Center for Injury Research and Prevention

After Injury, Brain Injury Science Is His Calling

March 7, 2019

A note from CIRP@CHOP Training Manager Carol Murray, MSS, MLSP: Today we are pleased to welcome a guest blog post from Gabriel Nah, a senior at Lincoln University majoring in Biology and Neuroscience who participated in the Injury Science Research Experiences for Undergraduates (REU) program at CIRP during the summer of 2018 and was invited by the National Science Foundation to present on his work at its REU Symposium in October 2018.

Gabriel Nah
Gabriel Nah with his poster at the National Science Foundation's REU Symposium

Neuroscience was not always a choice of mine. It wasn’t until the summer going into my sophomore year of college that neuroscience and I became inseparable. On July 11, 2016, I was involved in a car accident in which I experienced a concussion, a form of a traumatic brain injury (TBI). Soon after, I was diagnosed with Post-Concussion Syndrome (PCS). Unfortunately there are currently no effective treatments for TBI, so doctors treat the symptoms but not the actual problem. Research is necessary to better understand what occurs in the brain when TBI occurs. Because of my injury, I aspire to be a neuroscientist in order to study TBI to help those who suffer from cognitive deficits like me.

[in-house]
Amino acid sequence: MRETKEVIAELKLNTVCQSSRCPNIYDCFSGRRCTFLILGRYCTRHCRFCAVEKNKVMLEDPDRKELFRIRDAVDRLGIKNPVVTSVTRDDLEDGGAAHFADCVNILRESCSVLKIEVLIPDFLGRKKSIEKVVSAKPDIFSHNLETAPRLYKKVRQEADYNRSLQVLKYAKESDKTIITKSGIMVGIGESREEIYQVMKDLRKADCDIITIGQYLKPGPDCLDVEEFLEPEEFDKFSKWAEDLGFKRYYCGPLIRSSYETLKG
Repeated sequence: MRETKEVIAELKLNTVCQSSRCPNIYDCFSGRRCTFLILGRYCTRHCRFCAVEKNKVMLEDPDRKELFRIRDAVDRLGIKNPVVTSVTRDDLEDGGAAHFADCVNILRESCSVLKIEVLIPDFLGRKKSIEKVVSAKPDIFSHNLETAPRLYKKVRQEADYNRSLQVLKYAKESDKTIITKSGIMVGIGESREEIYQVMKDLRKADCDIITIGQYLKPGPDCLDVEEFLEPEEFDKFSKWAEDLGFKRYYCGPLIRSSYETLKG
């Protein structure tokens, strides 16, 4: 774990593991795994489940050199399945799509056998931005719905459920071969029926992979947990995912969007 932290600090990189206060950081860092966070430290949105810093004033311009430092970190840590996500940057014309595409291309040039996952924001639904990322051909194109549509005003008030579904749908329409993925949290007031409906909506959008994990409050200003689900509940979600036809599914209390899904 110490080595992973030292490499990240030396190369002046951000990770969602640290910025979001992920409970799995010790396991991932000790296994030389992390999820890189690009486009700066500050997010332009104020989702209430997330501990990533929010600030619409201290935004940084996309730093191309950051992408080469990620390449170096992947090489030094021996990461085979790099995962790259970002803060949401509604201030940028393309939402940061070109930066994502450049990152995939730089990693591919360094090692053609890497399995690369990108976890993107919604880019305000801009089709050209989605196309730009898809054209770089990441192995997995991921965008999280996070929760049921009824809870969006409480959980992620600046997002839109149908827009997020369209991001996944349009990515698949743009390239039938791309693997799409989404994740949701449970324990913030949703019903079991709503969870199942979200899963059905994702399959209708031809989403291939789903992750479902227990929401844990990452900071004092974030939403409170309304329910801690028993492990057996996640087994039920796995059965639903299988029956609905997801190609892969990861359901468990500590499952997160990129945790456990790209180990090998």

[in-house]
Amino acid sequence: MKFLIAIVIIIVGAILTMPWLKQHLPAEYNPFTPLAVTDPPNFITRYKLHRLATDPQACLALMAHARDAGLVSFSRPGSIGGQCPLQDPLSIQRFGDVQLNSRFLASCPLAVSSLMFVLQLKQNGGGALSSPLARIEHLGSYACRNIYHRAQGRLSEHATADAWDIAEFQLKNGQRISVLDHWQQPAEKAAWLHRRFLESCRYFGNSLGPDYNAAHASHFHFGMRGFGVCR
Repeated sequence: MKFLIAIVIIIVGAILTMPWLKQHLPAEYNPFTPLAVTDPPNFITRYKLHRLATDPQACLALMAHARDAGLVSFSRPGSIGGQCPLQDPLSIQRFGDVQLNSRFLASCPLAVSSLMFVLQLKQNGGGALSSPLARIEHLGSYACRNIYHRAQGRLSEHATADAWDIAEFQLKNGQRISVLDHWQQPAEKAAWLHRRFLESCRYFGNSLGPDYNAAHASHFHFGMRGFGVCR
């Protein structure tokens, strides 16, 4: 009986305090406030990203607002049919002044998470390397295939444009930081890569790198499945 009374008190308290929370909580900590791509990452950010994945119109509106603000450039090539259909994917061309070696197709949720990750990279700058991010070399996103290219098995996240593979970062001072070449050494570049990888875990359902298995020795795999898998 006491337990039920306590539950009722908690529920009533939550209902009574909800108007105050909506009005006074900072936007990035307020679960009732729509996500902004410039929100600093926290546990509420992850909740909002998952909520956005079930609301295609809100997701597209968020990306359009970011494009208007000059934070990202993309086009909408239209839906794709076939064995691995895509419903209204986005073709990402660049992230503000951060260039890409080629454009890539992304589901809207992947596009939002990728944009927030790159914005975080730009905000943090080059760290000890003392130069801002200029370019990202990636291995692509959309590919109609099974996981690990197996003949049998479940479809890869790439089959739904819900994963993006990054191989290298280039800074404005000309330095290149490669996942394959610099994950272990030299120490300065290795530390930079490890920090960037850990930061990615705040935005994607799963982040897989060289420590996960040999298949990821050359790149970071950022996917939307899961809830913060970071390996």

During the summer of 2018, I had the pleasure of working at the Center for Injury Research and Prevention (CIRP) as a part of the Injury Science Research Experiences for Undergraduates (REU) program under the mentorship of Akiva S. Cohen, PhD, a senior fellow at CIRP and principal investigator at the Children’s Hospital of Philadelphia Research Institute. While assisting Dr. Cohen in his traumatic brain injury (TBI) lab, I learned new techniques and how to use new machinery.

I worked on a couple of projects and performed various laboratory tasks, including creating polymerase chain reactions (PCRs), making artificial cerebrospinal fluid, using a vibratome to cut mouse brain slices, and mounting and viewing brain slices through a confocal microscope.

My main project, funded by the Pennsylvania Department of Health, involved comparing parvalbumin (PV) cell counts in the dentate gyrus of the hippocampus of TBI mice and non-injured mice. PV is a type of inhibitory neuron in the brain. We found that there were less PV neurons in the TBI mice compared to the non-injured mice. It’s possible that the lack of PV neurons after a TBI could be the reason why people experience cognitive impairments like memory and learning problems; but, without more research it is very hard to say.

The techniques and skills I acquired while working at CIRP really helped me decide on my next step after completing my undergraduate degrees in Biology and Neuroscience. I am currently waiting to hear back from Neuroscience PhD programs, and I hope to one day be a research scientist like Dr. Cohen.

My time spent at CIRP, however was not just work. All of the REU interns enjoyed hanging out with each other, and we took numerous trips around Philadelphia and beyond. Working with CIRP’s multidisciplinary team was amazing, and it truly made last summer unforgettable. I am excited to see where TBI research takes me next.

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